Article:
An animated being created entirely from inanimate matter … lacks any kind of free will … activated by writing a sacred word on its forehead or on a clay tablet or a piece of paper inserted in its mouth … Because golems are made in the image of man and not in the image of God, they can’t speak … a speaking golem, if it could be created, would be very dangerous. Subservient to its creator, though in legend it can become uncontrollable … more uncontrollable the longer they have been in existence … And intriguingly, in Talmudic legend, Adam is called golem (‘body without a soul’) for the first 12 hours of his existence.**
It still sounded more like the programming of robots than the deep truth my instinct was telling me the golem, somehow, was about. All that information, authentic though it was, lacked the certain something that would explain why I was so strongly drawn to the golem idea. Yes, part of the pull was the element of deliberate human construction, unlike the British Faerie or the Graeco-Roman nature spirits, more reminiscent of the clockwork flying horse of Arabian legend, steered – how prosaically! – by mechanical controls.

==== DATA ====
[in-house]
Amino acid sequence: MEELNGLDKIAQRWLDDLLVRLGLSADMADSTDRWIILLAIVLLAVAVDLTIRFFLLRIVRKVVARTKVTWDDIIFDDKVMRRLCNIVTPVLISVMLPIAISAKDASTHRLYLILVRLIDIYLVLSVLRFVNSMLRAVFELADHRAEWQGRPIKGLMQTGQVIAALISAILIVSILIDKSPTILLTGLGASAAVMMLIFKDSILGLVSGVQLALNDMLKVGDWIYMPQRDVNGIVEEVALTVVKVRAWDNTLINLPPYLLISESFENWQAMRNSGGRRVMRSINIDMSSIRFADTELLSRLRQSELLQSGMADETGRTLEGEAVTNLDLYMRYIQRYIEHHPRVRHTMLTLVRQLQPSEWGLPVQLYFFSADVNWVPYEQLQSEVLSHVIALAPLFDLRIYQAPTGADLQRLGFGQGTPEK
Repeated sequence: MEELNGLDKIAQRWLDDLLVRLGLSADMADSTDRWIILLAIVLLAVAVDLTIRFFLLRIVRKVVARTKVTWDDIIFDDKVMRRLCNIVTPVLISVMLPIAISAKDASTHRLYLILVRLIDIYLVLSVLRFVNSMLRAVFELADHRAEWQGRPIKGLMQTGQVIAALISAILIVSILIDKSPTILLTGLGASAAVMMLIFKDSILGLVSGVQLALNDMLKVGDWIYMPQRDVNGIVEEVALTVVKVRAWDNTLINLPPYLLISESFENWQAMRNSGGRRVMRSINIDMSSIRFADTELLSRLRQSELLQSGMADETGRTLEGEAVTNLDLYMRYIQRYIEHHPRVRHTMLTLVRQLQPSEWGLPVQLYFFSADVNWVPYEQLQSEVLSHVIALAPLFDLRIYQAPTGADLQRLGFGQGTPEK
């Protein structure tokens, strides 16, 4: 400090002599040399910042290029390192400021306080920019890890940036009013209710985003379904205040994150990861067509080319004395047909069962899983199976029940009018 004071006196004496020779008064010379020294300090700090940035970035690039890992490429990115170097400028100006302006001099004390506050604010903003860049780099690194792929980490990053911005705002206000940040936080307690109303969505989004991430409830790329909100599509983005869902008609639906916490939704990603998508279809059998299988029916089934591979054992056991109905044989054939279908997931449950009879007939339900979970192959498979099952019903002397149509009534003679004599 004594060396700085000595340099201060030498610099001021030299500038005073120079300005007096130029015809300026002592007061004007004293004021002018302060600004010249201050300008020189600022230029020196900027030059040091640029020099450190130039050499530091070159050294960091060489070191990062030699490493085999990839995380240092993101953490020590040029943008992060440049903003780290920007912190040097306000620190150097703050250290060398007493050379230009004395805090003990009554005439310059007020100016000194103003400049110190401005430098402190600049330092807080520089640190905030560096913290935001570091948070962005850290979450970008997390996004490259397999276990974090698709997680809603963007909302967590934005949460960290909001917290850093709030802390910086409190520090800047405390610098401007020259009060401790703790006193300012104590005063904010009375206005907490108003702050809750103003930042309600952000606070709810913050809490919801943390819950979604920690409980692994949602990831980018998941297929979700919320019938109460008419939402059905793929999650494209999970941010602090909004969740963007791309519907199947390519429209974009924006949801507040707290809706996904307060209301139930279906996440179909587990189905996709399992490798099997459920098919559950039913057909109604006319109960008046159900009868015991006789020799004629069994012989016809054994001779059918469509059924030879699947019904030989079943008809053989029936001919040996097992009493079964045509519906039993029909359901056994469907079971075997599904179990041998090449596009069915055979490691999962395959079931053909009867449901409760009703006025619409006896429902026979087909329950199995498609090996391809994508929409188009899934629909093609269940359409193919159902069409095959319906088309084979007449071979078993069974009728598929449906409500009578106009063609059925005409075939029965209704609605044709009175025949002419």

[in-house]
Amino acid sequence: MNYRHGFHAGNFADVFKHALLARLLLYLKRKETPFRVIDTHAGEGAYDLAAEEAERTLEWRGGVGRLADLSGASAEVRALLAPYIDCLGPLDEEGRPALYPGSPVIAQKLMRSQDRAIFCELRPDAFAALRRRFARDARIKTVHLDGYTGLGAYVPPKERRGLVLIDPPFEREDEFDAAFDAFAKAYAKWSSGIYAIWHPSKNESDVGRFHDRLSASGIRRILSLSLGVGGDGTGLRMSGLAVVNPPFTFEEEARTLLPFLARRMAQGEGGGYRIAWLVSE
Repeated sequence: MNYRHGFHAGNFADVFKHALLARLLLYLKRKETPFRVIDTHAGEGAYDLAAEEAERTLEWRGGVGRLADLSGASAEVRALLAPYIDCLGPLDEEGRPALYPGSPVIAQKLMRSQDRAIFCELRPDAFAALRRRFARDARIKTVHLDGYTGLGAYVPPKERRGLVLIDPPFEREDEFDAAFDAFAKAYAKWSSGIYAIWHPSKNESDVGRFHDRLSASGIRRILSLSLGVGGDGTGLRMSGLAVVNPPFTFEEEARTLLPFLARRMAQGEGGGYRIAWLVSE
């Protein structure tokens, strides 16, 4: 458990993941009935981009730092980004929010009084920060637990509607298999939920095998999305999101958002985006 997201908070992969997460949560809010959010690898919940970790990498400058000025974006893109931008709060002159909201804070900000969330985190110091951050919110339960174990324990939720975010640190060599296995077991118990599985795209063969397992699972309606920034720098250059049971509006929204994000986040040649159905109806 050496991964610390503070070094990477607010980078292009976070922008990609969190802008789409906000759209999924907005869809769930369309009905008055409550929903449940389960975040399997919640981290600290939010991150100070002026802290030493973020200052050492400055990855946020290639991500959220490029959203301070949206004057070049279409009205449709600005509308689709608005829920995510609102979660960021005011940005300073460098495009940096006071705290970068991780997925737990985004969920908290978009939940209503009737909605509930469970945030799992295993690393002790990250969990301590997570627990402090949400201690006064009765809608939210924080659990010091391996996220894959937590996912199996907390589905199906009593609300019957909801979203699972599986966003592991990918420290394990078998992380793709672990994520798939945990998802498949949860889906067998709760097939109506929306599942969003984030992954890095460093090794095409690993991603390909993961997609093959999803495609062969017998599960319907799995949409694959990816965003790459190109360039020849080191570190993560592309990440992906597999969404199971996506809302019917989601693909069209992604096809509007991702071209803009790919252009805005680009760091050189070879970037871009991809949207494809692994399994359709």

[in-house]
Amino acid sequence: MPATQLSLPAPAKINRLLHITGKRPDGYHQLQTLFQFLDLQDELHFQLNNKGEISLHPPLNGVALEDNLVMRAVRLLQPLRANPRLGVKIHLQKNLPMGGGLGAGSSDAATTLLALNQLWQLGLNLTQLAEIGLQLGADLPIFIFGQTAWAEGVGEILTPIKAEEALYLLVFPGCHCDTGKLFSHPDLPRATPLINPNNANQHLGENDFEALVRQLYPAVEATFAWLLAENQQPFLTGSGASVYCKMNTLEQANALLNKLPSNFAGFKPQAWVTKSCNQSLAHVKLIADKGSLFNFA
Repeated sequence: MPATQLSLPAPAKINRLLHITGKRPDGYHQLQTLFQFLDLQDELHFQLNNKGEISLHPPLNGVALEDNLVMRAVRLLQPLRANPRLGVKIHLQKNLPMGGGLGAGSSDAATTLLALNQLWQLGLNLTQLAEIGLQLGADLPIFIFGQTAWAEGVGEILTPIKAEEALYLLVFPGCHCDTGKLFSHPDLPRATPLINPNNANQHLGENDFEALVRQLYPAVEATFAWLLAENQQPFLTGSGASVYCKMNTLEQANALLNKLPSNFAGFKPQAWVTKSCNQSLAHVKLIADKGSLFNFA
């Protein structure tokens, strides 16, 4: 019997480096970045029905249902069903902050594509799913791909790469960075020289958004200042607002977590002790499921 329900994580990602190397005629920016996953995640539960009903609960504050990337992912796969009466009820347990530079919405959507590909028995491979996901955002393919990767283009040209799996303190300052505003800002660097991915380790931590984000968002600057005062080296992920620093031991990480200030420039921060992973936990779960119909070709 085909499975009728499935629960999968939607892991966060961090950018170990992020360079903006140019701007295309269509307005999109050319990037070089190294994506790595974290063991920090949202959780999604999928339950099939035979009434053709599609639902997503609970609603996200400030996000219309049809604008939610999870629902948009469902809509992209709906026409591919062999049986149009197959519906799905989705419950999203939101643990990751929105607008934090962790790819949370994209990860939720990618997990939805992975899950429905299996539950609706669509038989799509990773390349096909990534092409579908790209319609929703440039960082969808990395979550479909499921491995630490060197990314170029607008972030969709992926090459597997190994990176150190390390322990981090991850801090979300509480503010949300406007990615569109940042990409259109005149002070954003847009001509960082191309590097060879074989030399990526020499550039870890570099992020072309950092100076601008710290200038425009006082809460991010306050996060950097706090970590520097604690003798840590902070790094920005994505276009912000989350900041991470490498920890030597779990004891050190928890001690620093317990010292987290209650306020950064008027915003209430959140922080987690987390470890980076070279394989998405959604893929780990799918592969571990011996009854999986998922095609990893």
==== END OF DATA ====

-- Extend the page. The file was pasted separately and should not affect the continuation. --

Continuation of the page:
(Here’s the Prince Kamar al-Akmar working out the operation of the horse, The Ebony Horse in the translation of Sir Richard Burton:
‘Presently he turned the right-hand pin, whereupon the horse flew heavenward with increased speed. So he left it, and looking at the sinister shoulder and finding another pin, he wound it up and immediately the steed’s upward motion slowed and ceased and it began to descend, little by little, toward the face of the earth, while the rider became yet more cautious and careful of his life. And when he saw this and knew the uses of the horse, his heart was filled with joy and gladness and he thanked Almighty Allah for that He had deigned deliver him from destruction. Then he began to turn the horse’s head whithersoever he would, making it rise and fall at pleasure, till he had gotten complete mastery over its every movement.’